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From "Options for giving math talks and lectures online" :

One option: screencast development of a Jupyter notebook.

Jupyter Notebook supports LaTeX (MathTeX) and inline charts. You can create graded notebooks with nbgrader and/or with CoCalc (which records all (optionally multi-user) input such that you can replay it with a time slider).

Jupyter notebooks can be saved to HTML slides with reveal.js, but if you want to execute code cells within a slide, you'll need to install RISE:

Here are the docs for CoCalc Course Management; Handouts, Assignments, nbgrader:

Here are the docs for nbgrader:

You can also grade Jupyter notebooks in Open edX:

Auto-grade a student assignment created as a Jupyter notebook, using the nbgrader Jupyter extension, and write the score in the Open edX gradebook

Or just show the Jupyter notebook within an edX course:

There are also ways to integrate Jupyter notebooks with various LMS / LRS systems (like Canvas, Blackboard, etc) "nbgrader and LMS / LRS; LTI, xAPI" on the "Teaching with Jupyter Notebooks" mailing list:!topic/jupyter-education/_UP-VjBYXJE

"Teaching and Learning with Jupyter" ("An open book about Jupyter and its use in teaching and learning.")


TLJH: "The Littlest JupyterHub" describes how to setup multi-user JupyterHub with e.g. Docker spawners that isolate workloads running with shared resources like GPUs and TPUs:

"Zero to BinderHub" describes how to setup BinderHub on a k8s cluster:

If you create a git repository with REES-compatible dependency specification file(s), students can generate a container with all of the same software at home with repo2docker or with BinderHub.

REES is one solution to reproducibility of the computational environment.

BinderHub ( ) creates docker containers from {git repos, Zenodo, FigShare,} and launches them in free cloud instances also running JupyterLab by building containers with repo2docker (with REES (Reproducible Execution Environment Specification)). This means that all I have to do is add an environment.yml to my git repo in order to get Binder support so that people can just click on the badge in the README to launch JupyterLab with all of the dependencies installed.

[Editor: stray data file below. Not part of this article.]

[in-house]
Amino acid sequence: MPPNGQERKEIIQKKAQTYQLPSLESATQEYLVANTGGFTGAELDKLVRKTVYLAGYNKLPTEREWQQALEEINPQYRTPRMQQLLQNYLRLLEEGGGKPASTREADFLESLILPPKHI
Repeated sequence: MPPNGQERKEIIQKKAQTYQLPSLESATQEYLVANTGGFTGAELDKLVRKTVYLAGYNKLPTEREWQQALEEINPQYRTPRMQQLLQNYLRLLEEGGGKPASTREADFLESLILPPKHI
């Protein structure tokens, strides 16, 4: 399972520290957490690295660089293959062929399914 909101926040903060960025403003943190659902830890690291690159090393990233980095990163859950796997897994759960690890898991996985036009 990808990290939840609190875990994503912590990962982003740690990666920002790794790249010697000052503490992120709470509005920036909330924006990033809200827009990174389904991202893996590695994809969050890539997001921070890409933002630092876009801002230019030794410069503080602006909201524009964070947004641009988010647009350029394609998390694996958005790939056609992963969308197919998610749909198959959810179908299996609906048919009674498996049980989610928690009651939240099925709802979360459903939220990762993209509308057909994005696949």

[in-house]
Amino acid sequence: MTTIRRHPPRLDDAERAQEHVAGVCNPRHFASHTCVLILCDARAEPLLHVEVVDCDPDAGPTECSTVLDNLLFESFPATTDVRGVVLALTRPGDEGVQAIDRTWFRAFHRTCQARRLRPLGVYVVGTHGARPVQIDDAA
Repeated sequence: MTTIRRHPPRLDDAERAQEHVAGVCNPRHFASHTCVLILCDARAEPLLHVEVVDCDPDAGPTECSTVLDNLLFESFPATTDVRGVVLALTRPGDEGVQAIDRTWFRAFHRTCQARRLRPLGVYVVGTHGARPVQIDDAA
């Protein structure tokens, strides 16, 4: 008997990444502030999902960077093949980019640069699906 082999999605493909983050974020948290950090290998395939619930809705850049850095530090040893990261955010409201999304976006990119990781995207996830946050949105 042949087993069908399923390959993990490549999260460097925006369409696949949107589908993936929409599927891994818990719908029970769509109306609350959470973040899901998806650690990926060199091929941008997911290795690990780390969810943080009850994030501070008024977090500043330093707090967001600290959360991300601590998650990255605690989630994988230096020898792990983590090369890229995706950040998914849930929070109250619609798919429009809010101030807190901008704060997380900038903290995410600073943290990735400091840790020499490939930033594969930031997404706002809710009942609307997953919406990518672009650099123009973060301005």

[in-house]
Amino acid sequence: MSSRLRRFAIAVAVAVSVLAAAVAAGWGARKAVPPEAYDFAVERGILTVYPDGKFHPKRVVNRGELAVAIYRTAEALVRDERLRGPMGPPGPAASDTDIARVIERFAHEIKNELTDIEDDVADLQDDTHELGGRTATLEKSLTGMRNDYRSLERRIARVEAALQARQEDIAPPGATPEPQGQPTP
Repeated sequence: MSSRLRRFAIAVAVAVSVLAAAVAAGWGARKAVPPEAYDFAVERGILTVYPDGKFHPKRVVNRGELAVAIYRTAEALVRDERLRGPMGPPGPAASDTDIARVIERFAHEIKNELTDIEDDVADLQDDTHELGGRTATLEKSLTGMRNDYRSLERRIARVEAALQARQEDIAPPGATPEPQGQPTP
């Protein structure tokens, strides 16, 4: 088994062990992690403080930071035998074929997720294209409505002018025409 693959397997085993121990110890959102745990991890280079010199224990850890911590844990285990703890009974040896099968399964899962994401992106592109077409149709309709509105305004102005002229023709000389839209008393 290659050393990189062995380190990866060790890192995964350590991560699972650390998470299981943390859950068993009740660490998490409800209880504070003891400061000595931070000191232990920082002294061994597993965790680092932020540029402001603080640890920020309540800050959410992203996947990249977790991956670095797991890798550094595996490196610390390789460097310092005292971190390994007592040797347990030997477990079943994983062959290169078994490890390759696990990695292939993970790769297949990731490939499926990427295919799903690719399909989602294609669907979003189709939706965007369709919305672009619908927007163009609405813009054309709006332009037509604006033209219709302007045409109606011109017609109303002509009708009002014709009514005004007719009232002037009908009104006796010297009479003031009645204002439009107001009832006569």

REES supports a number of dependency specifications: requirements.txt, Pipfile.lock, environment.yml, aptSources, postBuild. With an environment.yml, I can install the necessary CPython/PyPy version and everything else.


REES configuration files:

Storing a container built with repo2docker in a container registry is one way to increase the likelihood that it'll be possible to run the same analysis pipeline with the same data and get the same results years later.

... from :

Pull Request reviews support line-by-line commenting and optional revision right granting:

GitHub Classroom runs CI tests for student assignments:

For learning git branching (for pull requests), is excellent and interactive

Notebooks on Colab can be shared as editable and support comments

Notebooks on CoCalc have a (collaborative) time slider replay, chat, course assignments, nbgrader, …

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Phrasing the question for search is maybe the most useful skill for learning and professionally doing programming:

  • find the docs and bookmark them
  • find the source and bookmark it
  • list every possible word for the thing you're describing
  • try adding "double quotes" around certain terms and error messages
  • exclude with minus: -"this or that"


Asynchronous and logged scales.

Well-designed tutorials don't require much searching for answers from people on the interwebs.

Has anyone tried integrating nbgrader with GitLab Classroom yet?

Pull Requests should work well with jupytext configured to auto-write the .py when the .ipynb is saved:

CoCalc may be the most complete solution for courses with lectures and assignments as notebooks:

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